Skin Cancer Quick FactsLast updated: May 24, 2013
Did you know that it takes only a few sunburns during childhood to increase your risk of skin cancer later in life? It’s true! Depending on your risk, even 1 severe sunburn can lead to skin cancer.
Risk for skin cancer includes having:
- Fair skin and skin that freckles, turns red easily, or is sensitive even after minimal sun exposure
- Blight-colored (blue or green) eyes
- Red or blond hair
- A family history of skin cancer
- Prolonged exposure to the sun at work and play
- Sunburns, especially early in life
People of all skin types can get skin cancer. Only a dermatologist can tell you if you have skin cancer. For these reasons, it is important to get regular skin checkups with a dermatologist.
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To avoid skin cancer:
- Limiting your overall exposure to the sun
- Avoiding the sun between 10 AM and 4 PM when UV rays are strongest
- Staying in the shade when you are outside
- Wearing sunscreen with UV/UVB protection and a sun protector factor (SPF) ≥30
- Avoiding reflective surfaces that can increase your sun exposure in the shade year ‘round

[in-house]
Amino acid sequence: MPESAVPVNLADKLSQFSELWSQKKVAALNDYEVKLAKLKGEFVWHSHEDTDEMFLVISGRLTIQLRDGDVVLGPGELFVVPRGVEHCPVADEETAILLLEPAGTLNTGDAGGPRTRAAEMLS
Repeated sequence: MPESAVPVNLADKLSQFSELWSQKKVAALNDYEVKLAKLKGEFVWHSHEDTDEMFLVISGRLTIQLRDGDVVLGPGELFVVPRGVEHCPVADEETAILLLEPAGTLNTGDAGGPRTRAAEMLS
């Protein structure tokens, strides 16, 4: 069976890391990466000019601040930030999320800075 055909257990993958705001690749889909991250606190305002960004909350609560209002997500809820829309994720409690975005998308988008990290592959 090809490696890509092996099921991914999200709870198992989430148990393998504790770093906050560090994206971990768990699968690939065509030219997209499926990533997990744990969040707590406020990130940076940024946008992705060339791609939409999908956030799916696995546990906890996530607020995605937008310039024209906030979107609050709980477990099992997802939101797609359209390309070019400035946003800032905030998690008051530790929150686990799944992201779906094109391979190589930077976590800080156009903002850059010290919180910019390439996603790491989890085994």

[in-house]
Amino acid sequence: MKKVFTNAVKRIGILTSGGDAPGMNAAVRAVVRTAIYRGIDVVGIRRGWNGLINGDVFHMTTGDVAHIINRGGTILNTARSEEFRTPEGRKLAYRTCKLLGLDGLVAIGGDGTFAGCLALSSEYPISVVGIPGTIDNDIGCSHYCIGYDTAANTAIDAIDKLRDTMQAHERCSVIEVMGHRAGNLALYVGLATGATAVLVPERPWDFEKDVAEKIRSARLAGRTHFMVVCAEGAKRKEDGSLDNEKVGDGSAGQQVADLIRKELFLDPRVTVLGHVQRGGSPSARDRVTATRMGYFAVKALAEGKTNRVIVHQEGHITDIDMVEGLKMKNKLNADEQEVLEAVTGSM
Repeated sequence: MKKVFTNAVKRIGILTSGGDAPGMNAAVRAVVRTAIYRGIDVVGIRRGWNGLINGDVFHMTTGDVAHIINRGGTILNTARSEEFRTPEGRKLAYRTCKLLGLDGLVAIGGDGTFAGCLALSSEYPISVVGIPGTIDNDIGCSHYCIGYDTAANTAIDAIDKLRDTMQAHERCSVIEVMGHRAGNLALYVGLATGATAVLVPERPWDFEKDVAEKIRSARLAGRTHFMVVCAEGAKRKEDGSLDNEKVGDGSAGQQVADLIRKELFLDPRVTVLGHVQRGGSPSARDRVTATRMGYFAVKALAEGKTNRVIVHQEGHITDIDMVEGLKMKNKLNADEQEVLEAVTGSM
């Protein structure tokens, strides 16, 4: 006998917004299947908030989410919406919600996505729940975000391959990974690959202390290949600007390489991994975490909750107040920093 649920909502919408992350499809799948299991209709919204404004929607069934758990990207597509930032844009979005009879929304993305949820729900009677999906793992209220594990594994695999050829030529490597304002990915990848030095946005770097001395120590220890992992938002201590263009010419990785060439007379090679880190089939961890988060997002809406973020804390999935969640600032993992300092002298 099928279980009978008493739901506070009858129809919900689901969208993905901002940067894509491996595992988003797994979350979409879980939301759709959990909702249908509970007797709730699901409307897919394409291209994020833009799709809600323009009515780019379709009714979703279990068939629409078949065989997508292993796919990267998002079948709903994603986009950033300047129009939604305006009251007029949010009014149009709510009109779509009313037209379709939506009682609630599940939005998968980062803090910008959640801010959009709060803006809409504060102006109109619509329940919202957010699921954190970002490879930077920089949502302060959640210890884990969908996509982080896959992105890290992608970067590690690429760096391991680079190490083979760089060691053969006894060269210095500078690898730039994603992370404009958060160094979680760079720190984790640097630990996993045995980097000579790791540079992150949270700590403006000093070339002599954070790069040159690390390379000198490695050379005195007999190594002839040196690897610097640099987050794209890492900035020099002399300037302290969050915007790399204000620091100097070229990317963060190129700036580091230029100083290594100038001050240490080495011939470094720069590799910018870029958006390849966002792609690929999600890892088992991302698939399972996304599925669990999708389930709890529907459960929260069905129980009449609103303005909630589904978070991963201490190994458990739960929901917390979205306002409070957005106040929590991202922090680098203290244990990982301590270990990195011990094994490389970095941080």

- Wearing tightly woven clothing
- Wearing a brimmed hat that shades your head, face, ears, and neck
- Wearing sunglasses that wrap around your eyes and help block cataract-causing UVA/UVB rays
- Avoiding tanning! There is no safe way to tan
- Avoiding tanning beds and sunlamps; if you use a tanning bed, take the same precautions you use outside
- Seeing your dermatologist at least once a year for a thorough skin check
- Seeing your dermatologist immediately if you have skin areas that do not heal
Skin cancers such as melanoma can spread and be life threatening if it's not treated. But melanoma can be cured, especially if it is found and treated early. Other skin cancers such as basal cell carcinoma can be cured and managed when they are found and treated properly.
Signs and symptoms of skin cancer can include areas on the skin that:
- Grow, change shape, and change color
- Don't heal within 2 weeks
- Ooze fluid or blood
- Crust or clot over, and then ooze and / or bleed again